Bright and brilliant as is the picture here exhibited, let no one imagine that the commercial sky is to remain for ever unclouded, and never be visited with a storm. This must be the reverse. It is approaching with rapid strides. A time of commercial pressure and difficulty is marching hard after many, and will soon overtake individuals. This arises from four great causes, all directed to the same point. The first is the drain of money for foreign loans, and purchases in foreign funds; the second is immense commercial spa culations ; the third springs from the general and indiscriminate system of our manufacturers, of consigning goods to every market, without being possessed of that knowledge which would have enabled them to judge what was best suited to each ; the fourth and last cause is, the great loss on cotton-wool imported into this country last year. This cannot be less than £3,000,000, two thirds of which is perhaps confined to Manchester and Liverpool. The first cause may now be considered as nearly removed ; the second arose from the great facility with which money was obtained, and which has induced many to go to a great extent in every market, to endeavour to retrieve the immense losses sustained by various causes in the disastrous year 1816. But still the evil consequences of all this will be partial, temporary, and, in comparison to the whole, of small extent. Compared to our whole trade, it is like the storm on the ocean, which shatters a few ships in a corner, while prosperous gales bear the great proportion on their way. It is the thunder storm of

the torrid climate which passes ina moment, and leaves e purer atmosphere and more en. livening sky. It can no more injure our general strength, wealth, and prosperity, than the shaking a few acorns from the lofty oak would impair its grandeur or injure its strength.

Errata for last Commercial Report.
For Rum paid duties, 1816, read 1818.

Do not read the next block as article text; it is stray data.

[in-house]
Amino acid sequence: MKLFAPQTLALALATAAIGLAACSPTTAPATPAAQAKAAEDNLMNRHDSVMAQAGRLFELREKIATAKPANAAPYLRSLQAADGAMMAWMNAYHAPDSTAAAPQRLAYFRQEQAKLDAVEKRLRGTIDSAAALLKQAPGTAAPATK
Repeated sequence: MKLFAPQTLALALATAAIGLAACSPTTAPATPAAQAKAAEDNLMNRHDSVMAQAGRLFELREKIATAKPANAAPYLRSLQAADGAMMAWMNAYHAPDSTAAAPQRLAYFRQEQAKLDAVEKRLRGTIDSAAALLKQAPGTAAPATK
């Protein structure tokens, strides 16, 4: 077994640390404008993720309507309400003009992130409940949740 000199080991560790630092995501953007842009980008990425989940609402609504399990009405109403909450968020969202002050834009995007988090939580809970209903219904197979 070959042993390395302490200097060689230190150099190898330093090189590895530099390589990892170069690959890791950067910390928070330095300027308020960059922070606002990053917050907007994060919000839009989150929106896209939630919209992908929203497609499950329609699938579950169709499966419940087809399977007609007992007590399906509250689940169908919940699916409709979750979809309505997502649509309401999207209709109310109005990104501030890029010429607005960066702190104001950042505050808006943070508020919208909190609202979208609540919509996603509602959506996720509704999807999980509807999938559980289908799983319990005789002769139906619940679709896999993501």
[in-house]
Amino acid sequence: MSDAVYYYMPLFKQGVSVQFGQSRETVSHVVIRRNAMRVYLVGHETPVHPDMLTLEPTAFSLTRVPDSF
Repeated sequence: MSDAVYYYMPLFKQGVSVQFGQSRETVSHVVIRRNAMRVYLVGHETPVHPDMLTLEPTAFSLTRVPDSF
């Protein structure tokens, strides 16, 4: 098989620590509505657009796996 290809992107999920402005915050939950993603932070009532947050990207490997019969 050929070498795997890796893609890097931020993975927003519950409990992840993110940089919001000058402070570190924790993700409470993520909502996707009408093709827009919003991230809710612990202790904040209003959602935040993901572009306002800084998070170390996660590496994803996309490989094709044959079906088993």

For American timber, provisions, and stones, read timber, provisions, and staves.
In page 498, line 42, for American powers, read European powers.

[ocr errors]

per Ib.

[ocr errors]
[ocr errors]

F.S.

[ocr errors]

PRICES CURRENT.-Jan 30.-London, Feb. 5, 1819.
SUGAR, Musc.
LEITH. GLASGOW. LIVERPOOL LONDON.

DUTIES.
B. P. Dry Brown, cwt. 76 to

74 to 78
64 to

75 to 77 Mid, good, and fine mid. 80 90 79

87 77 91 79

85

£1 10 0 Fine and very fine,

92
96 91
94 92
95 84

90 Refined, Doub. Loaves, 150 160

135 153 Powder ditto, 120 126

107 112
Single ditto,
116 122 119

124 120
122 111

118
Small Lumps
112 116 114 116 120

124 110
Large ditto,
108 111 110

112 106
114 108

110 Crushed Lumps,

62
66 66
67

68
MOLASSES, British, cwt. 38
37 38 37 38 34 6 35

0 7 64 COFFEE, Jamaica cwt. Ord. good, and fine ord. 130 141 128 139 134

144 135 140 Mid. good, and fine mid. 147 154 145

152 145 152 142 158 Dutch, Triage and very ord. (120 150

105 136 115 138
130
Ord. good, and fine ord.

143 128
111 138
146 138

10 78

150 Mid. good, and fine mid. 147 149 145 147 147 152 113 149 St Domingo, 140

138 143 145 154 PIMENTO (in Bond)

9

85 94

0 0 9 SPIRITS, Jam. Rum, 16 0. P. gall. 35 10d 4s 0d 3s 8d 3s 100 3s 8d 4s Od 35 40 55 00

08 11 Brandy, 5 6 60

49 5 6/B.S.

0 17 0 Geneva, 3 10 4 0

3 6
38 ||F.S.

0 17 112 Aqua, 7 8 7 11

15 6 WINES,

B.S. 2143 18 0 Claret, 1st Growths, bhd. 60 64